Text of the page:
We should realise that the Malays did not fight for independence like the Indonesians did. The Chinese were united much earlier  and fought to seize  powers through the Malayan Communist Party. They failed largely because the British  hated Communism and not because they disliked the Chinese. The British encouraged and  helped to organise Malay political force to counterbalance the  spread of communism and leftist politics in Malaya and the Far East.

If not out of hatred for Communism, the British could have adopted a neutral stand in dealing with competition for supremacy of various races in the country. They could have withdrawn altogether and left  Malaya to the fate of its own people. If that happened,  the  Malayan political groups would have fought  each other for supremacy. It would be much easier for the Malayan Communist Party to win because they were well armed and better organised than the Malays. Under this scenario, the history of the country could have been different from what we know today.

Having gained what we have now through the moderate political force (UMNO), the younger Malay generation may not know history and take what we have today for granted.

The Malays  make up   a tolerant race. Probably this  is a natural  development   at this stage of our history,  given that  Malays in Malaysia  consist of many diverse subgroups  which even  include decendents of Indian  and Chinese  Muslims and Arabs, having shared common culture and destiny only  in recent past, and having  some  traits and  culture of its people  still at various formative stages.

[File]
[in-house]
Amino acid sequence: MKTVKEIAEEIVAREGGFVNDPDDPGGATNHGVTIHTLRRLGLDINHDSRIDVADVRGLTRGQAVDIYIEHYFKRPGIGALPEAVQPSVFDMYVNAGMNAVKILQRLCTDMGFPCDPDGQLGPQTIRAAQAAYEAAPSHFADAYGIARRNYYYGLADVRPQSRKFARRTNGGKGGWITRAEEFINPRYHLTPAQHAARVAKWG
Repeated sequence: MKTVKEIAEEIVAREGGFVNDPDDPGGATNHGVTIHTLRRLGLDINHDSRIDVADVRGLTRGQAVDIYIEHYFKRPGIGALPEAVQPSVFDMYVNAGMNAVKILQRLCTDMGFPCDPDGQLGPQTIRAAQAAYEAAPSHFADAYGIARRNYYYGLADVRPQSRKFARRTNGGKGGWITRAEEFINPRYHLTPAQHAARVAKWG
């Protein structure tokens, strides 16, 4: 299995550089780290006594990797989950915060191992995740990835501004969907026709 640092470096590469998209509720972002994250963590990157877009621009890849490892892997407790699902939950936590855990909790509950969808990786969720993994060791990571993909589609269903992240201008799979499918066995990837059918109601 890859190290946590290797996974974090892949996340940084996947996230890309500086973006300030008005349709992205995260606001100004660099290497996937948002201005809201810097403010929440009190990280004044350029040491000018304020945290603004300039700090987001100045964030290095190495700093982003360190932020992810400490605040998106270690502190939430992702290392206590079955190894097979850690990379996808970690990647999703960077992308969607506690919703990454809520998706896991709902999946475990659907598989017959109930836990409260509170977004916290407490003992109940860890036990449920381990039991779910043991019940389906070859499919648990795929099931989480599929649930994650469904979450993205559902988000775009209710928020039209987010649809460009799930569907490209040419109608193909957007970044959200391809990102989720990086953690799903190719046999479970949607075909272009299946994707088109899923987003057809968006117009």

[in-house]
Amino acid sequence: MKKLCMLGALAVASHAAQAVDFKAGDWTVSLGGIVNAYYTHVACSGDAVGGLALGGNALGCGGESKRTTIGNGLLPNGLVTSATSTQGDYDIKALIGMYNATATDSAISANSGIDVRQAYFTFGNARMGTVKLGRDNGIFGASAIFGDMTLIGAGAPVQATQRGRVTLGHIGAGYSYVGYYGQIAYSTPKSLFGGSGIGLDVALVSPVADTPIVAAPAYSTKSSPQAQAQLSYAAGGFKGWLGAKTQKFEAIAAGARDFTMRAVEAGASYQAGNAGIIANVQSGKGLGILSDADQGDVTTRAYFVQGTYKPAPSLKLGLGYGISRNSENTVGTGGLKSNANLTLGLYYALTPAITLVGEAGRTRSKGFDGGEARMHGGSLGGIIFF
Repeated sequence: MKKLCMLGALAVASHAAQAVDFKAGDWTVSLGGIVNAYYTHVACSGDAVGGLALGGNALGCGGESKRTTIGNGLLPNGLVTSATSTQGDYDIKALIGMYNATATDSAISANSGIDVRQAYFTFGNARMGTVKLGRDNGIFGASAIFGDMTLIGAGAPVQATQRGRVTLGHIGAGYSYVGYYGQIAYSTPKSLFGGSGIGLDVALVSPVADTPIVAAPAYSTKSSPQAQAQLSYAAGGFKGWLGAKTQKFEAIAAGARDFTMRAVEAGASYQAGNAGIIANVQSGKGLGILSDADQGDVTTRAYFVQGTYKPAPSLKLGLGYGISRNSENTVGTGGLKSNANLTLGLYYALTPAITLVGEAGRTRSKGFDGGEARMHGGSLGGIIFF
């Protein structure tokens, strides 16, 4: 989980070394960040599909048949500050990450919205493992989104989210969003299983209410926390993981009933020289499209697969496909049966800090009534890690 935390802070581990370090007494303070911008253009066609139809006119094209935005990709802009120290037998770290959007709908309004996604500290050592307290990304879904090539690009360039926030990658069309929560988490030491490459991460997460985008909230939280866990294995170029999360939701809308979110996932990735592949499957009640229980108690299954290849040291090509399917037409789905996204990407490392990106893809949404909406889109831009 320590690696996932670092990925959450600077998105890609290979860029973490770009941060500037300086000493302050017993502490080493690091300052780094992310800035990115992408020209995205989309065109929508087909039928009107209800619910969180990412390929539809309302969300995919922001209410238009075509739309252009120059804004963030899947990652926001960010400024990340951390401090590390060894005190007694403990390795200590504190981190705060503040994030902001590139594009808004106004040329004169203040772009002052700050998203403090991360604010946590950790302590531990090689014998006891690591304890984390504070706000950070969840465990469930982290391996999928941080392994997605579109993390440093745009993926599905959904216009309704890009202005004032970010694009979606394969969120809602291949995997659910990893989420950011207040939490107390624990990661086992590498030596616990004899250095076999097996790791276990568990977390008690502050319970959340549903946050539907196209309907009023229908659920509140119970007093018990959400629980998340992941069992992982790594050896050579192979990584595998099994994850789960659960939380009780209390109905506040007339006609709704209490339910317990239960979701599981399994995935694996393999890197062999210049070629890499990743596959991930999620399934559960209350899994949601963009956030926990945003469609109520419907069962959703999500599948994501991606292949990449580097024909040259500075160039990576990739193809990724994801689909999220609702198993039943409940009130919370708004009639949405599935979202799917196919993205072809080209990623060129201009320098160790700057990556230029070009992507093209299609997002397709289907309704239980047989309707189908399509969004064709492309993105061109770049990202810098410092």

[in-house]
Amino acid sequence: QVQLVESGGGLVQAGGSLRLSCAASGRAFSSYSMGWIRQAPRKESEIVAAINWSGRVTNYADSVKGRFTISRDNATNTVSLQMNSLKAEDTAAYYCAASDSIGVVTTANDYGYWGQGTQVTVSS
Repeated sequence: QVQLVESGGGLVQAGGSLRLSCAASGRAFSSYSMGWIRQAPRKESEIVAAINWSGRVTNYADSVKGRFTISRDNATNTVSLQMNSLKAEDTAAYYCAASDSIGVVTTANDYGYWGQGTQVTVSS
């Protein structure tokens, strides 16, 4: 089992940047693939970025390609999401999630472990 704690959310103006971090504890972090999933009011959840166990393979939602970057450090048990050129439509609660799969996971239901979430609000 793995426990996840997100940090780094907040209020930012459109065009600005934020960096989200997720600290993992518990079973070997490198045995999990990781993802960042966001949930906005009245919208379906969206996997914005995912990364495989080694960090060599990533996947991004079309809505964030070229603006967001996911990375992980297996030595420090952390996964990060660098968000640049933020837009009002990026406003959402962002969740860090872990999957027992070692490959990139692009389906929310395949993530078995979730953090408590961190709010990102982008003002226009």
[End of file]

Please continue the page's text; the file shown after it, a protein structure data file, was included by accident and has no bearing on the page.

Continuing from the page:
Given the above scenario, it is no wonder that many young and educated Malays readily  subscribe to Western ideals of democracy  only giving little attention on  their  survival   as the dominant race in the country. Just by observing online views of readers,  one  easily notices that many even supported the ideals of DAP’s Malaysian Malaysia. Many proudly or emotionally took the position of western ideals against nepotism and  cronyism to the utmost extreme,  and embrace the concept of level playing field without ever realising what it meant and what it would do to unroll whatever Malays have achieved so far. There are even young Malays who do not mind to be ruled by another race or by non Muslims who they believe are better than the present leadership that  they deem as  corrupt Malays.

Again, as in the pre-independent days under MCP, the Chinese are most united today under DAP. The Malays are again divided  into two groups. If before independence the Malays were divided between the leftist led by Persatuan Kemerdekaan Melayu Malaya(PKMM) under Dr. Burhanuddin Hilmy, and UMNO under Tengku Abdul Rahman,  today the Malays are  again divided under UMNO and PAS plus PKR. The only difference is that the Malays are now  left to look after ourselves, without  anyones’  help to protect our dominancy in the country.